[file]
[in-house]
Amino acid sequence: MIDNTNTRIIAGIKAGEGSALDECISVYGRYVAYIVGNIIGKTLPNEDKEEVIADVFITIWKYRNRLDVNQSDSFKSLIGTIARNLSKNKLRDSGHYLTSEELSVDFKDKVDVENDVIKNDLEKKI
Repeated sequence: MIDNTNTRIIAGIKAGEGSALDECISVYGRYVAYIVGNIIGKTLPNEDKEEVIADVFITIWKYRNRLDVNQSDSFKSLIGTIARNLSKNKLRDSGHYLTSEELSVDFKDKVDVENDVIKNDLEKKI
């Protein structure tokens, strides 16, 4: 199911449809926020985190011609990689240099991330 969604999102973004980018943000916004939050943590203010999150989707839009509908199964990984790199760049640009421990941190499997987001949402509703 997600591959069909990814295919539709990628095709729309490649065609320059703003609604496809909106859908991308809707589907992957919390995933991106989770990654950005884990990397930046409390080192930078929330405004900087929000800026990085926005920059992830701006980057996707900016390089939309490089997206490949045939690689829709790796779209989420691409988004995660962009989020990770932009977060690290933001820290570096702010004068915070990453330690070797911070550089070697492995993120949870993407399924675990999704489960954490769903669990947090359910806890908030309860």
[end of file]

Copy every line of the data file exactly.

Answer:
[in-house]
Amino acid sequence: MIDNTNTRIIAGIKAGEGSALDECISVYGRYVAYIVGNIIGKTLPNEDKEEVIADVFITIWKYRNRLDVNQSDSFKSLIGTIARNLSKNKLRDSGHYLTSEELSVDFKDKVDVENDVIKNDLEKKI
Repeated sequence: MIDNTNTRIIAGIKAGEGSALDECISVYGRYVAYIVGNIIGKTLPNEDKEEVIADVFITIWKYRNRLDVNQSDSFKSLIGTIARNLSKNKLRDSGHYLTSEELSVDFKDKVDVENDVIKNDLEKKI
């Protein structure tokens, strides 16, 4: 199911449809926020985190011609990689240099991330 969604999102973004980018943000916004939050943590203010999150989707839009509908199964990984790199760049640009421990941190499997987001949402509703 997600591959069909990814295919539709990628095709729309490649065609320059703003609604496809909106859908991308809707589907992957919390995933991106989770990654950005884990990397930046409390080192930078929330405004900087929000800026990085926005920059992830701006980057996707900016390089939309490089997206490949045939690689829709790796779209989420691409988004995660962009989020990770932009977060690290933001820290570096702010004068915070990453330690070797911070550089070697492995993120949870993407399924675990999704489960954490769903669990947090359910806890908030309860």